Although it is set back by some unconvincing and overly simplified dialogue, this modest British b-pic remains an engaging and occasionally charming crime drama from veteran director Montgomery Tully. It expands upon its typical 'B' movie plot by placing emphasis on the prisoners, how they came to be sent down and what eventually happens to them all. Tully, who co-wrote the screenplay, succeeds in fashioning a thought provoking, and at times, even critical look at the justice system. It is sympathetic to those who have been unfairly sentenced and generally harshest on those who deserve it most or are without repentance. Bart Rennison, for instance, whose gang bust him out of custody, killing one of his warders in the process are killed off early on in an ironic twist of fate when he and his confederate are making their getaway in a speeding sports car that they take over a hump back bridge at 80mph and are killed. Meanwhile, Martin Lord (Terence Longden) is a man who was convicted of unlawful killing when he intervened against an intruder who was attempting to rape his wife. We can see that he had no intention of killing him - he just wanted to knock him around a bit - but he fell and cracked his head on the fireplace and died. He strikes up a friendship with a small time burglar (Harry Fowler in a charming light comedy part) whom he persuades to turn over a new leaf by offering him a job on his poultry farm when they are both released, which he accepts. In addition, the pair find a way out of the barn and sneak away so that Martin can spend some time with his beloved wife (Jennifer Jayne) before he makes it to jail and begins his sentence. While they are gone, one of the other prisoners, the paranoid and mentally unstable Victor Lush (Peter Sallis), strikes a match setting the barn on fire. Thankfully, Lord and his mate arrive back at precisely that moment and are successful in getting most of them out in the nick of time. Only, tragedy strikes when Lush gets trapped inside and is killed in the inferno. Just before the end credits roll, the police arrive and believe that Longden and Fowler deserve remission for their bravery. We can also sympathise with Alan Wheatley's former army officer turned insurance man, Ronald Grey-Simmons, whom was sent down for embezzling his clients' funds. He has taken a very noble attitude to his sentence, no doubt due to the military discipline installed into him, that he has been found guilty and must therefore serve his time and behave impeccably whilst inside. In a flashback scene we see that his wife (Vanda Godsell) is only concerned about her standing among her friends, her son's education, money and "What will everyone think if I'm married to a convict", is her general attitude. It seems obvious to the audience that Mrs Grey-Simmons must have had expensive tastes and, in all probability, her husband probably turned to embezzlement in order to pay for the lifestyle to which she wanted to be accustomed.

Overall, I would highly recommend Clash By Night to anyone who hasn't seen it. It was available on DVD thanks to the splendid Renown Pictures and quite often turns up on Talking Pictures TV. It is one of Montgomery Tully's better second features and I found it thought provoking and charming in equal measure. The film is Harry Fowler's thanks to his delightfully comedic role as the small time crook, but there are other interesting British actors to look out for including Peter Sallis, Alan Wheatley (The Sheriff Of Nottingham in the Robin Hood series) and Jennifer Jayne who I best remember for her part alongside a young Donald Sutherland in the Vampire segment of the classic portmanteau horror Dr Terror's House Of Horrors.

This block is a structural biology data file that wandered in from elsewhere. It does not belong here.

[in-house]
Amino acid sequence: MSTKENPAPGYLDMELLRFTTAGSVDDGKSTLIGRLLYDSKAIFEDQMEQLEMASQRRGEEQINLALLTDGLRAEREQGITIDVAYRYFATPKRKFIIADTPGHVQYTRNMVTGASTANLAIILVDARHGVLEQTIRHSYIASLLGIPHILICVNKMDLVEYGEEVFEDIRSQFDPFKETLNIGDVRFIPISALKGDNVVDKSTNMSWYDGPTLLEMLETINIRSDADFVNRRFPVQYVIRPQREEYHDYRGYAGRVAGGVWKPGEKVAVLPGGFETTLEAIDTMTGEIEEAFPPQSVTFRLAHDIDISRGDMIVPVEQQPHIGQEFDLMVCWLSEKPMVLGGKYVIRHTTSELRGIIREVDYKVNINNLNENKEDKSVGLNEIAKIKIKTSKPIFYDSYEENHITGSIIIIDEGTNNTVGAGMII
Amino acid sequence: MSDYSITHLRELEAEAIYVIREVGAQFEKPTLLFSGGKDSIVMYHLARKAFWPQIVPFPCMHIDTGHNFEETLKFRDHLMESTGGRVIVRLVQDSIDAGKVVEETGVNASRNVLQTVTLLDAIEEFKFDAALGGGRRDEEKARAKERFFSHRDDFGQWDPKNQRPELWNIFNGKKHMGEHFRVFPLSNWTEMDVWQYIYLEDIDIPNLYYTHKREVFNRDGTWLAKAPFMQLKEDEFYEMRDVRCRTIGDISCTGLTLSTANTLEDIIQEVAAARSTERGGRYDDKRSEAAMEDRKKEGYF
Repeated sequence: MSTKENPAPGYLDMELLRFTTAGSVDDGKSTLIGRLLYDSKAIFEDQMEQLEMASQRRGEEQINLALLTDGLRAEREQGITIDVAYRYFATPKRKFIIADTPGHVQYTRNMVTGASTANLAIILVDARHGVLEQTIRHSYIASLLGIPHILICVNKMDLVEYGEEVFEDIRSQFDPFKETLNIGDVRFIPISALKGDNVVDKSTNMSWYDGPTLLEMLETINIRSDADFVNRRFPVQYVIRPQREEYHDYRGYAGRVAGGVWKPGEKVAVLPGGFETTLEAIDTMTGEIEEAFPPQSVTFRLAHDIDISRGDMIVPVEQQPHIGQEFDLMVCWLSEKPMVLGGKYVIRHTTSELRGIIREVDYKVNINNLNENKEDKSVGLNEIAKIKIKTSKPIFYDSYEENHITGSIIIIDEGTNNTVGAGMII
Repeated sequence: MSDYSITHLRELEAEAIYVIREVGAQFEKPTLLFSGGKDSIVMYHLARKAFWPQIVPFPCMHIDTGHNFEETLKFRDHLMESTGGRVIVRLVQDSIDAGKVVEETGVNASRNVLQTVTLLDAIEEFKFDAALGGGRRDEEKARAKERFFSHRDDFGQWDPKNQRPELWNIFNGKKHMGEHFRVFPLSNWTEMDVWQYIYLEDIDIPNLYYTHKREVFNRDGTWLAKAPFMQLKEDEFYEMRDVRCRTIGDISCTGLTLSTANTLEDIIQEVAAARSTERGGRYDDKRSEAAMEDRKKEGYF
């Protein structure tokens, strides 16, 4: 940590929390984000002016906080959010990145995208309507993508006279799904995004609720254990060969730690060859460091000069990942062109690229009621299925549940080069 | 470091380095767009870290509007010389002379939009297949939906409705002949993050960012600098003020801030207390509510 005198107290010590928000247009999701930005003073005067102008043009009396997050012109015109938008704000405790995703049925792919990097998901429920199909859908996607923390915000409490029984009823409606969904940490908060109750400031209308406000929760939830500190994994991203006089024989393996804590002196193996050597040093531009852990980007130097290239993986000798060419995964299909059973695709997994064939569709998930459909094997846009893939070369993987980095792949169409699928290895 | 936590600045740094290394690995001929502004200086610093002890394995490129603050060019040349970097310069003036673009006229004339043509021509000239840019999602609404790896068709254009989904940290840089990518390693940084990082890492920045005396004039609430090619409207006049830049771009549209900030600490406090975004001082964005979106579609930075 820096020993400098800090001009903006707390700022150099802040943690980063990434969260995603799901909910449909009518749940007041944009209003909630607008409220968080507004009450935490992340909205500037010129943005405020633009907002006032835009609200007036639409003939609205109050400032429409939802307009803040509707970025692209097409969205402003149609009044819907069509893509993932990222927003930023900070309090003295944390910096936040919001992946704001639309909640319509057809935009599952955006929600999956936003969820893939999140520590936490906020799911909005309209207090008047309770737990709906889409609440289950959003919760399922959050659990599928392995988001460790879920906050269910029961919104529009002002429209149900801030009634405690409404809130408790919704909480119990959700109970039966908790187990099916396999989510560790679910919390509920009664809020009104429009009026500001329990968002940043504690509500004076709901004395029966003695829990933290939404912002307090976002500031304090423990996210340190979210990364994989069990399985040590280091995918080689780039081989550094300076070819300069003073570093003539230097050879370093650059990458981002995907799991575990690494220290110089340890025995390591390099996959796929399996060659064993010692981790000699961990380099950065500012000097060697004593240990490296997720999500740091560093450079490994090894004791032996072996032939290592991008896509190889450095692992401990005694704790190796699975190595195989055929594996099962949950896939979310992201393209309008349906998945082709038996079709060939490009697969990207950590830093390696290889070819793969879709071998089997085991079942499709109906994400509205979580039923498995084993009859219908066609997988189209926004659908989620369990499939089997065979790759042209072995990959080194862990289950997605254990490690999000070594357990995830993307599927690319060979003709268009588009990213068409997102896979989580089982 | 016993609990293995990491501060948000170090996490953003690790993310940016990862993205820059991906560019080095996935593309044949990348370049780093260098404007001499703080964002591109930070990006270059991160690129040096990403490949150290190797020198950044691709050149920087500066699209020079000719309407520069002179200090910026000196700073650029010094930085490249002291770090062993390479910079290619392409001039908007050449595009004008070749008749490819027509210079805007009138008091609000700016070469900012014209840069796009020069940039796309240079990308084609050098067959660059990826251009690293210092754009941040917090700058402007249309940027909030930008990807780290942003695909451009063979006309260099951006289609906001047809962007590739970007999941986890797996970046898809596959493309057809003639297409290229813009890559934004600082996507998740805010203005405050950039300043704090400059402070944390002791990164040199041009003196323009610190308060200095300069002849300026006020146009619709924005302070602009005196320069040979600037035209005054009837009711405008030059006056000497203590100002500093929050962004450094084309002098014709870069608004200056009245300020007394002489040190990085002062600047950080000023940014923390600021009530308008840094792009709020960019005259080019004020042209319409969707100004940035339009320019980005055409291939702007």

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3/10
Tiresome and dated
Zipper691 August 2007
Warning: Spoilers
Hard to believe this dates from 1964, the clichéd plot could be from any English quota quickie of 20 years earlier. The risible idea of a mixed bag of prisoners being transported in a civilian coach from court to serve their sentence is bad enough. Add the full complement of stereotypes; chirpy Cockney thief, ex-Army Major in for fraud, a retarded man who killed accidentally, the religious fanatic who "took brotherly love too far" (Hmmm...they didn't pursue that one...) The leading man hewn out of English oak killed a man who attacked his wife (so quite nice, really)and thanks to the plot manages to get home for a little snogging session. A fair example of WHY the British film industry died, static, stagey and lacking any narrative drive or excitement.

PLOT SPOILER A gang boss is sprung from the coach and the remaining prisoners and guards are locked in a barn which is doused in paraffin whilst bad guys wait outside to set it alight if they try to escape (why?) In the event, the escape "plan"(Hah!)goes awry when the getaway car (a nice Austin Healey 100/6) crashes and kills him - since the budget didn't run to wrecking cars you get this in a verbal police report, meanwhile the hero remembers a trap door for dogs in the barn (don't ask)and with the chirpy Cockney goes home to wifey, but returns to the barn just as the retard sets fire to it from the inside, all escape but the retard runs back in to get some flowers and gets turned into a crispy critter. Thankfully, the police arrive, hero and Cockney are given pats on the back and driven off to jail.
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1/10
Way below average
sausalito-9389312 May 2017
Other reviewers on this page have pointed out the glaring implausibility of the plot's central planks but that aside, the script, even allowing for the strictures of the period, is laughably bad. Compare The League of Gentlemen from 3 years earlier - another plot bringing together a group of ne'er-do-wells - with Bryan Forbes' clever, arch script nudging knowingly against the limits set by the mores of the time. That's how it could be done. Meanwhile, in Clash By Night: 'I shan't tell you again' is the stern admonishment of a prison officer to one of his charges who is talking too much on the bus. And 'They must be very proud of you' one of the prisoners tells the other prison officer, with no trace of irony, on hearing he lives at home with mum and dad, as they sit having a bit of a chat a few feet from the murdered corpse of his colleague and with the very real prospect of death by immolation hanging over them. I think most of us allow a bit of leeway when watching films from earlier eras, they can be interesting for all sorts of reasons but, frankly, this is dreadful.
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5/10
Flawed Thriller
malcolmgsw26 November 2012
Warning: Spoilers
There are a number of flaws in the film which have to be accepted before you can even consider the film.Firstly prisoners would not have been driven from court to prison in a coach.the vehicle would not have been driven by a civilian driver.The prisoners would have been searched before they were taken into court.Matches would have been found and confiscated.If prisoners hadnt arrived at their prison within a couple of hours an alarm would have been raised.If Terence Longden had used reasonable force against the intruder he would not have been prosecuted.When you take away these plot points you aren't actually left with much of a film.It is though quite entertaining on its own particular level.don't expect too much and you wont be disappointed.